The logistics sector in India is expected to grow in double digits and reach $350 billion by 2025. The value of the Indian logistics sector was $250 billion in 2021. Growing at an impressive CAGR of 10-12 per cent, it may reach $350 billion by 2025.
The sector is a very significant source of employment generation, employing 22 million people in 2022, with the number of employees expected to grow by five per cent over the next five years. This was revealed in a concept paper by GS1 India, a standards organisation under the aegis of the Ministry of Commerce and Industry, Government of India, in collaboration with apex trade bodies and key government agencies.
The concept paper also mentions the critical challenges faced by the Indian logistics sector and the potential for improvement and growth. As per the paper India currently spends 13-14 per cent of its GDP on logistics costs, compared to the global average of around eight per cent of GDP. This has created a competitiveness gap of $180 billion in 2020 that will widen to $500 billion by 2030. India ranked 42 on the Logistics Performance Index (LPI) for 2018, far behind its international peers such as Germany, the UK, Japan, Austria, China and the United States.
The paper points out that despite the growth and potential there are multiple challenges that confront the logistics sector in the country. Logistics costs in India account for 14 per cent of GDP, with 60 per cent direct costs and 40 per cent indirect costs, compared to an average of 10 per cent indirect costs in developed countries. Logistics firms in India also face challenges due to a lack of visibility among trading partners and consumers, leading to supply disruptions and delays in the value chain. Besides this India is only in the early stages of process automation, lagging behind global practices that provide transparency and real-time data in supply chain activities.
The paper also points out that approximately 60 per cent of cargo is transported via road in India, while rail and water transportation account for a smaller share. This leads to high logistics costs and reduces competitiveness in exports. The Indian logistics segment also has to deal with poor physical infrastructure, including modal and terminal transport, national highways, freight train speeds, and port facilities and in turn hinders the growth of the logistics sector in India. The sector is also dominated by unorganised companies, leading to fragmentation, low margins, limited investments, and challenges in streamlining supply networks. At the same time the retail market is also largely unorganized, affecting the complexity of the supply chain.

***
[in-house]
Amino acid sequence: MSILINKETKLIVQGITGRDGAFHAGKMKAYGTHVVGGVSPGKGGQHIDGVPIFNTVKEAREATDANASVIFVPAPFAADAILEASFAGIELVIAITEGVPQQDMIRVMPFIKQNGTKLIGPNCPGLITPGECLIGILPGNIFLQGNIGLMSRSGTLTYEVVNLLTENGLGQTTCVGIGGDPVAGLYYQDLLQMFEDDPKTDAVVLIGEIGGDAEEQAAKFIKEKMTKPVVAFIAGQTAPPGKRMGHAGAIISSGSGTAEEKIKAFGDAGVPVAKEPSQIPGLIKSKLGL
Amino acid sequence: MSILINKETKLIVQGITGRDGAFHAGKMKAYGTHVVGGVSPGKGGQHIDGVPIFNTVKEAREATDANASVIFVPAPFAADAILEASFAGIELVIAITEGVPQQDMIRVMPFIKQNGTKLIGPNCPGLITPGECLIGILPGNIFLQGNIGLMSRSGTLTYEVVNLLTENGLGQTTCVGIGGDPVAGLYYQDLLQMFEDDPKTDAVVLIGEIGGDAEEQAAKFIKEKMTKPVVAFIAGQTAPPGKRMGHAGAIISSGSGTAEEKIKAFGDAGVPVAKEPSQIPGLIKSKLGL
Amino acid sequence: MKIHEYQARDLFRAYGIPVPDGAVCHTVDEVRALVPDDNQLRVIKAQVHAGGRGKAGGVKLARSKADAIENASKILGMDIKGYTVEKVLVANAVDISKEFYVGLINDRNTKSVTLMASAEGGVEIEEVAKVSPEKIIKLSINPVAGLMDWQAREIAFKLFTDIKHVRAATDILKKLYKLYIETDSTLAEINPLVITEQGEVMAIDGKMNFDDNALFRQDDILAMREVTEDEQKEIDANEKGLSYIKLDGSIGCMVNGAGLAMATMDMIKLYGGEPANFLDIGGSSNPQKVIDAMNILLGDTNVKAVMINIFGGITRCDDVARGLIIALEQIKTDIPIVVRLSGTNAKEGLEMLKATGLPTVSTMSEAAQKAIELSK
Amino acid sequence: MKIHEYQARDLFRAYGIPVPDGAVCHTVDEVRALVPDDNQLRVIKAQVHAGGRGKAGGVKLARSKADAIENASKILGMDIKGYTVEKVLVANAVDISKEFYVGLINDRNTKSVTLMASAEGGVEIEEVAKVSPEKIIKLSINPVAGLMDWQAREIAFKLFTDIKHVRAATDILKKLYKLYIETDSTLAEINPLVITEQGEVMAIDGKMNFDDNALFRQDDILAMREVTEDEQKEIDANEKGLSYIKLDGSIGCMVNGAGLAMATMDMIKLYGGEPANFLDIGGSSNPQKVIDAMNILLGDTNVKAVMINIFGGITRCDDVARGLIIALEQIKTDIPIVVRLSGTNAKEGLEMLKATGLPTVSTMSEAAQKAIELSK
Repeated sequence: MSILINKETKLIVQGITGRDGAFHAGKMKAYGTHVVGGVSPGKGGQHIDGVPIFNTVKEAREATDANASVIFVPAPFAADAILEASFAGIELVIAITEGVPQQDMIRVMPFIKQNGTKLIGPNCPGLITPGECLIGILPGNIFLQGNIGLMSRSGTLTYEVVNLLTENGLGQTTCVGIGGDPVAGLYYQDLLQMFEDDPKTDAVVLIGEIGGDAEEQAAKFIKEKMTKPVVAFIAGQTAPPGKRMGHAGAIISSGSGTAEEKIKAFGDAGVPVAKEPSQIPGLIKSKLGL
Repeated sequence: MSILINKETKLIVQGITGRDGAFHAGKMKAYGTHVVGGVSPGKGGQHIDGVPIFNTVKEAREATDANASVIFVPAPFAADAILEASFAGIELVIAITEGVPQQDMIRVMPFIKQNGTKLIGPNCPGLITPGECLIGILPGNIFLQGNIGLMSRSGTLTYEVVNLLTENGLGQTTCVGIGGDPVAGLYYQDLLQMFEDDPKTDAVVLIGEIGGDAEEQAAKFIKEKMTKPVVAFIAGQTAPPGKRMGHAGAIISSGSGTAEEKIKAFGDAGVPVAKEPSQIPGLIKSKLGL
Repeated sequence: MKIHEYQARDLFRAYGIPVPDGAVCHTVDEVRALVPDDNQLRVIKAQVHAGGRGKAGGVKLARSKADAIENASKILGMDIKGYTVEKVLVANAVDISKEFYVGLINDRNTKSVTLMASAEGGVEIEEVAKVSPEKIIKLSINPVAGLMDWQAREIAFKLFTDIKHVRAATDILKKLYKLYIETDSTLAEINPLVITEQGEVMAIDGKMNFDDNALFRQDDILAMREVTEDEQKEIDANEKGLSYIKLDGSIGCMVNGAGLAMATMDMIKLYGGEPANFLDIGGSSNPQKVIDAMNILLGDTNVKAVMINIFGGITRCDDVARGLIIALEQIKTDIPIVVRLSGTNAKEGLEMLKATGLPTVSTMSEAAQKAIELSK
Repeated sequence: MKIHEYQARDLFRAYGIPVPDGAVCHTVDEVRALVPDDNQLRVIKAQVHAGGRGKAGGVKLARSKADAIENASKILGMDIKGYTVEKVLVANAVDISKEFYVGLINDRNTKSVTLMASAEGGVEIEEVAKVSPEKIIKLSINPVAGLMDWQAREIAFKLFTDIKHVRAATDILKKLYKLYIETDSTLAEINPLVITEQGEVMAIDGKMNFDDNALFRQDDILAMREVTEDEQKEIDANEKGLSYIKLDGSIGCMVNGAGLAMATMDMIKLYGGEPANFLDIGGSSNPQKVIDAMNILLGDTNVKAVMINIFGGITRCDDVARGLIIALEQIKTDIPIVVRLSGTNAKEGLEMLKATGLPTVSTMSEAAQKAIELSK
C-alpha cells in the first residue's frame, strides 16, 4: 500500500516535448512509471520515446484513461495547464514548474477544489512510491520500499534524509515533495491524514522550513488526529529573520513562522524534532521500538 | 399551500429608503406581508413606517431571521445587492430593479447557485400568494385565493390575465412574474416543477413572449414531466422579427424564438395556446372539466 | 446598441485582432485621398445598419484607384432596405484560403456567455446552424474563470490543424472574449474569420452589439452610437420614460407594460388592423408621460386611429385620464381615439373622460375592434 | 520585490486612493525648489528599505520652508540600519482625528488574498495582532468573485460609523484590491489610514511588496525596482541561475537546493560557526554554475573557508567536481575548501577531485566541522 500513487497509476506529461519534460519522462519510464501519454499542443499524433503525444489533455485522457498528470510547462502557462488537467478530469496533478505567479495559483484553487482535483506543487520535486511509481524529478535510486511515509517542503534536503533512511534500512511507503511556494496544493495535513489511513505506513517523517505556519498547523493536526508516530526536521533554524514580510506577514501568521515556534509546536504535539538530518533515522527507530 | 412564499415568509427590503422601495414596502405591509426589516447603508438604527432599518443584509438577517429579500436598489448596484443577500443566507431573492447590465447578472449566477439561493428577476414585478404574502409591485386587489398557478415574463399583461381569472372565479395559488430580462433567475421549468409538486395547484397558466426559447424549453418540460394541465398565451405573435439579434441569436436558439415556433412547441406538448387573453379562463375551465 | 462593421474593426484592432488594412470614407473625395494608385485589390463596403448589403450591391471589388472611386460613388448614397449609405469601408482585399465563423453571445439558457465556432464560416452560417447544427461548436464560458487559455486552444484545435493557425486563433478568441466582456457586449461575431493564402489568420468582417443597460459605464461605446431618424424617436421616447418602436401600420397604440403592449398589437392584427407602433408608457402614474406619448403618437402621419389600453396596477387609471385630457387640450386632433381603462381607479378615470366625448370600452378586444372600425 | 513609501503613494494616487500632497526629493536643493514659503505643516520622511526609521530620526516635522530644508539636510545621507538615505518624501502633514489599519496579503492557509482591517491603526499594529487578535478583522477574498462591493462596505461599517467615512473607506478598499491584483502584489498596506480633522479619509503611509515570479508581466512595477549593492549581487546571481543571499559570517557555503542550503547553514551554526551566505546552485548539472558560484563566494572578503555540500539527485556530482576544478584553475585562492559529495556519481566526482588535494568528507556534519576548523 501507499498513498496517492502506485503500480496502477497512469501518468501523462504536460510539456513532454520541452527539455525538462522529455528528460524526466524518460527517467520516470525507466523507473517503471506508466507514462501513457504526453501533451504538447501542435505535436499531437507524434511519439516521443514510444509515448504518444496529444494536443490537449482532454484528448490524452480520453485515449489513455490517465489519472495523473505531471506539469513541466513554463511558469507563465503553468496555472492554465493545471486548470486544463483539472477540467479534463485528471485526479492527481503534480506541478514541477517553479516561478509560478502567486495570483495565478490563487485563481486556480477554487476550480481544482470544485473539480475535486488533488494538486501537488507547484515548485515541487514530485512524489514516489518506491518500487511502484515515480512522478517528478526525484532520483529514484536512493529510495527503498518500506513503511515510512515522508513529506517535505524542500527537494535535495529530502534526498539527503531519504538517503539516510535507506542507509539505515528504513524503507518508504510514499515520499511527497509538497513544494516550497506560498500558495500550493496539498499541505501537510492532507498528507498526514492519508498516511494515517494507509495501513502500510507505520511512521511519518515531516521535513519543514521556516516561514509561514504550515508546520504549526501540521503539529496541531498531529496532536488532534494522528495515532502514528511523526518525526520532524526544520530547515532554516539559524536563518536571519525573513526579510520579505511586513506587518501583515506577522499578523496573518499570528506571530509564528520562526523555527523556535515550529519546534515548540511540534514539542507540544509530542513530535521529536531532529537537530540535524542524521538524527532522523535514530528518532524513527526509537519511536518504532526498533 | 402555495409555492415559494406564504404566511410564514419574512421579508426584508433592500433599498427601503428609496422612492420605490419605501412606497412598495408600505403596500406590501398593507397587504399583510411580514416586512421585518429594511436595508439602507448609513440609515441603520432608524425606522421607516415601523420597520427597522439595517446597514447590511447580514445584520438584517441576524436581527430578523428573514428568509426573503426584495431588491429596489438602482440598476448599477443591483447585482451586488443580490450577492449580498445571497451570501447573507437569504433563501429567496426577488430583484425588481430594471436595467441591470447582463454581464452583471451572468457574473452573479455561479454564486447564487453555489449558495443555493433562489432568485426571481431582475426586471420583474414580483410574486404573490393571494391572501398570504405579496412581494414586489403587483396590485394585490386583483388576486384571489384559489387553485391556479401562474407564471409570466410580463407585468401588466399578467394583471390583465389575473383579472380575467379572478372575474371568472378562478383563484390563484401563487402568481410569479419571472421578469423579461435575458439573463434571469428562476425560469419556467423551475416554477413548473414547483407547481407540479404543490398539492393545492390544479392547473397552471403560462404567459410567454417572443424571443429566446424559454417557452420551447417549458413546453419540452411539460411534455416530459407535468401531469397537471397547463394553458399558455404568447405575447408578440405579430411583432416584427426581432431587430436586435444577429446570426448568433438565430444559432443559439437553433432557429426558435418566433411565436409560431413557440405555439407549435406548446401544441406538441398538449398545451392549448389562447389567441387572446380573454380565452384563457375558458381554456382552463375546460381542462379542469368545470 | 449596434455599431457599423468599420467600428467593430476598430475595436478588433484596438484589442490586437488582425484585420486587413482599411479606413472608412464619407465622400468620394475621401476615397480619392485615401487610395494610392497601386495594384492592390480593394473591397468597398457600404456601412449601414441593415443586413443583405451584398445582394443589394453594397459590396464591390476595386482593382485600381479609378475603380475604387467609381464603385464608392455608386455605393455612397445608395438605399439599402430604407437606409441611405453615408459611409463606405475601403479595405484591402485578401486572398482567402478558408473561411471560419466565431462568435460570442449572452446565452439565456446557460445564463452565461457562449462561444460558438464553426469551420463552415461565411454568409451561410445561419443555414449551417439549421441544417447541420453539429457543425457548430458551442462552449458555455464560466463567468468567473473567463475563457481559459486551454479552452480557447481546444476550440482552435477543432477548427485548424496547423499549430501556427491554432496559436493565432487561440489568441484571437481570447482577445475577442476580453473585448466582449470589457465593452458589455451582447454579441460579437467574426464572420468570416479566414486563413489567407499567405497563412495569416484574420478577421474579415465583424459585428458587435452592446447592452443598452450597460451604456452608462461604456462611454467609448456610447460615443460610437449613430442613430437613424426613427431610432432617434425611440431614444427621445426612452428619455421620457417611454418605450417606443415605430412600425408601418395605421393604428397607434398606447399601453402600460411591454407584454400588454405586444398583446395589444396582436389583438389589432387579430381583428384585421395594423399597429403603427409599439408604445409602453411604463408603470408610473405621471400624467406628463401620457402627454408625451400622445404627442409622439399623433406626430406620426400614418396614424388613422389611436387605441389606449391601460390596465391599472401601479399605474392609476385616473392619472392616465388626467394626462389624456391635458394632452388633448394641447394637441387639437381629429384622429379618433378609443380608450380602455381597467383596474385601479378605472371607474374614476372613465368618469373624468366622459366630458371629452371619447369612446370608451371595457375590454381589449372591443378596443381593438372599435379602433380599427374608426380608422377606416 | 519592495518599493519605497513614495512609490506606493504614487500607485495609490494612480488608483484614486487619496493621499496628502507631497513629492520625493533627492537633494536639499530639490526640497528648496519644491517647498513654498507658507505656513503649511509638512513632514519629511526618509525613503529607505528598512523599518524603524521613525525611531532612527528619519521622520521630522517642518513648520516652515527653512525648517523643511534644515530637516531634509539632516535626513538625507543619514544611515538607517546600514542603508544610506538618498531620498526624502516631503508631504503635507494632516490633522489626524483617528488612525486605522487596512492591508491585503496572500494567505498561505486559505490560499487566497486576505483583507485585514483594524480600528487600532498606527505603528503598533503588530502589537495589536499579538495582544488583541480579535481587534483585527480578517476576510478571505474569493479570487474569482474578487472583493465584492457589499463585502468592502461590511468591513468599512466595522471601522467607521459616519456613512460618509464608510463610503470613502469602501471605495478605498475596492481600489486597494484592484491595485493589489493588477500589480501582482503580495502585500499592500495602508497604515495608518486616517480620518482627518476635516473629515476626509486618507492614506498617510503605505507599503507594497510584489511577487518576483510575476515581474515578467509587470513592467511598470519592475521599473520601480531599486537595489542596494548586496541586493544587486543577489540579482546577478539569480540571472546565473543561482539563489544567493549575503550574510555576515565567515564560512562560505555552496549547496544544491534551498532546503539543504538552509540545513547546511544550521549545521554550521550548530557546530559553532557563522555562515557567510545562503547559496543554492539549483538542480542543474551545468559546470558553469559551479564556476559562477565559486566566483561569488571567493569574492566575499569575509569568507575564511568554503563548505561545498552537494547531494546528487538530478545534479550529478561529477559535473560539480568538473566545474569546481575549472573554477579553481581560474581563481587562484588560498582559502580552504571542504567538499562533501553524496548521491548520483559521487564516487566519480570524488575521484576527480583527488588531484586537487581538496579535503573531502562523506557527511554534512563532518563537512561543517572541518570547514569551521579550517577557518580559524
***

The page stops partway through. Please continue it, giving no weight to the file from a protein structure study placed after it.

However, interestingly as per the Logistics Ease Across Different States (LEADS ) 2022 survey, states, such as Telangana, Punjab, Haryana, and Madhya Pradesh etc., have performed excellently and could act as role models for other states to imbibe best practices and logistical development models. In terms of the quality of infrastructure, the states of Punjab, Uttar Pradesh, Haryana, and Telangana led the scoreboard. Madhya Pradesh has the largest warehousing capacity in the country while Gujarat and Karnataka lead in the road infrastructure.
Off late the government of India has launched the National Logistics Policy to create a trusted, reliable, cost-effective, resilient, and technologically equipped logistics ecosystem in the country for rapid growth and bridging the competition gap with global competitors which is aimed at reducing logistics costs: The policy aims to reduce logistics costs from 14-18 percent of GDP to eight percent by 2030, aligning with global best practices. As per the NLP the aim is to be the among the top 25 countries in the Logistics Performance Index (LPI) by 2030. The policy also aims to create a data-driven decision-support mechanism for an efficient logistics ecosystem.
GSI recommends that the aim should be to eliminate data inaccuracies and inconsistencies in logistics operations, reduce logistics costs by enabling interoperability, simplifying processes, providing unique identification, harmonising information, reducing duplicity, and standardising information exchange besides implementing the National Logistics Policy effectively.